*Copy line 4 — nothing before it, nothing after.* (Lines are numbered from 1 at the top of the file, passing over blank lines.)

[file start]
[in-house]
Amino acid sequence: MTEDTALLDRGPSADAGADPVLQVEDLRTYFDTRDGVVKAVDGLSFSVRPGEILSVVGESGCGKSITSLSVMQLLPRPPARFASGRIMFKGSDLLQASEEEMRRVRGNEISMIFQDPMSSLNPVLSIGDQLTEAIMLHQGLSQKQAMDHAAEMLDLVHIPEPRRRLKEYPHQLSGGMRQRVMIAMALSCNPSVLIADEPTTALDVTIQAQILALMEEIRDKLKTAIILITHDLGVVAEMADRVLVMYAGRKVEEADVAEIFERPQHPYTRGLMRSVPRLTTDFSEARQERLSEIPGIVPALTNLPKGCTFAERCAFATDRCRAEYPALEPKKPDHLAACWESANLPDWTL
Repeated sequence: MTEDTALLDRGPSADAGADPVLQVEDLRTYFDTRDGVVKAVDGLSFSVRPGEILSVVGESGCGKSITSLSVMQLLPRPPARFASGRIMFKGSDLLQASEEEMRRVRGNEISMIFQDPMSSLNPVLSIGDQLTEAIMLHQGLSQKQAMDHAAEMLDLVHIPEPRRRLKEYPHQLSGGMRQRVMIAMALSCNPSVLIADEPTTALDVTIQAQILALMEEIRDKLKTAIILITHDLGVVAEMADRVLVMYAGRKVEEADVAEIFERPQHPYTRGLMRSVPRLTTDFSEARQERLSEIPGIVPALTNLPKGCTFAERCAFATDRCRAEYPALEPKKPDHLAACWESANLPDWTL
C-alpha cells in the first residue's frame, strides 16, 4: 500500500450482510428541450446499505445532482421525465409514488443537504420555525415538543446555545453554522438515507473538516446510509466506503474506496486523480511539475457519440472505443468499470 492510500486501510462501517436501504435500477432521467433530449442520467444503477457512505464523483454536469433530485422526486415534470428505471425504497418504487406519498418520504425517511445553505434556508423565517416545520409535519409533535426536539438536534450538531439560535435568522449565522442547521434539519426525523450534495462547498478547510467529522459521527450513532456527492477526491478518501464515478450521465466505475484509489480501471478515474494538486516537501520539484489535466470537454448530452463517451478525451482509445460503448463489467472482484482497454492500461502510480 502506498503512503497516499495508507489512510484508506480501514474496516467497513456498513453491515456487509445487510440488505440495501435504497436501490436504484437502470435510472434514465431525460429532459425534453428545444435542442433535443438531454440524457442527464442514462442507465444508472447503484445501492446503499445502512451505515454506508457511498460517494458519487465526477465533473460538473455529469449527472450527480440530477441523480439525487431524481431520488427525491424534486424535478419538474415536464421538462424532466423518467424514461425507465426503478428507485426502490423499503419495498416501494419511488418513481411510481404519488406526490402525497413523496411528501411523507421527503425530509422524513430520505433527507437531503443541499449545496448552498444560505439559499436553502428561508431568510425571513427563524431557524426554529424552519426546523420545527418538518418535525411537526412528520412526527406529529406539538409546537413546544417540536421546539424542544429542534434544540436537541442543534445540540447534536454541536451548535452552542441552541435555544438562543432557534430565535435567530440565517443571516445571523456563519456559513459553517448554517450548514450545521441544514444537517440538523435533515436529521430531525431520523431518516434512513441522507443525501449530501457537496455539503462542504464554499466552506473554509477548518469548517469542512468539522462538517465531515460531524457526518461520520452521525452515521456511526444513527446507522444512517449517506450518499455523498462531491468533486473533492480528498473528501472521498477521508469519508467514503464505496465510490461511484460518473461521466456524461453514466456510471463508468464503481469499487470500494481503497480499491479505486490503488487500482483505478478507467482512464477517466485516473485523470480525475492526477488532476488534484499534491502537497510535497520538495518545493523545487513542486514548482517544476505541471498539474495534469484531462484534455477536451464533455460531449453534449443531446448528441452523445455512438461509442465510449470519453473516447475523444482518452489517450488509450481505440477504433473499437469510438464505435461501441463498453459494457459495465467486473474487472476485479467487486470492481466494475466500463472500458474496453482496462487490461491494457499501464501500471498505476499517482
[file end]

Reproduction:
C-alpha cells in the first residue's frame, strides 16, 4: 500500500450482510428541450446499505445532482421525465409514488443537504420555525415538543446555545453554522438515507473538516446510509466506503474506496486523480511539475457519440472505443468499470 492510500486501510462501517436501504435500477432521467433530449442520467444503477457512505464523483454536469433530485422526486415534470428505471425504497418504487406519498418520504425517511445553505434556508423565517416545520409535519409533535426536539438536534450538531439560535435568522449565522442547521434539519426525523450534495462547498478547510467529522459521527450513532456527492477526491478518501464515478450521465466505475484509489480501471478515474494538486516537501520539484489535466470537454448530452463517451478525451482509445460503448463489467472482484482497454492500461502510480 502506498503512503497516499495508507489512510484508506480501514474496516467497513456498513453491515456487509445487510440488505440495501435504497436501490436504484437502470435510472434514465431525460429532459425534453428545444435542442433535443438531454440524457442527464442514462442507465444508472447503484445501492446503499445502512451505515454506508457511498460517494458519487465526477465533473460538473455529469449527472450527480440530477441523480439525487431524481431520488427525491424534486424535478419538474415536464421538462424532466423518467424514461425507465426503478428507485426502490423499503419495498416501494419511488418513481411510481404519488406526490402525497413523496411528501411523507421527503425530509422524513430520505433527507437531503443541499449545496448552498444560505439559499436553502428561508431568510425571513427563524431557524426554529424552519426546523420545527418538518418535525411537526412528520412526527406529529406539538409546537413546544417540536421546539424542544429542534434544540436537541442543534445540540447534536454541536451548535452552542441552541435555544438562543432557534430565535435567530440565517443571516445571523456563519456559513459553517448554517450548514450545521441544514444537517440538523435533515436529521430531525431520523431518516434512513441522507443525501449530501457537496455539503462542504464554499466552506473554509477548518469548517469542512468539522462538517465531515460531524457526518461520520452521525452515521456511526444513527446507522444512517449517506450518499455523498462531491468533486473533492480528498473528501472521498477521508469519508467514503464505496465510490461511484460518473461521466456524461453514466456510471463508468464503481469499487470500494481503497480499491479505486490503488487500482483505478478507467482512464477517466485516473485523470480525475492526477488532476488534484499534491502537497510535497520538495518545493523545487513542486514548482517544476505541471498539474495534469484531462484534455477536451464533455460531449453534449443531446448528441452523445455512438461509442465510449470519453473516447475523444482518452489517450488509450481505440477504433473499437469510438464505435461501441463498453459494457459495465467486473474487472476485479467487486470492481466494475466500463472500458474496453482496462487490461491494457499501464501500471498505476499517482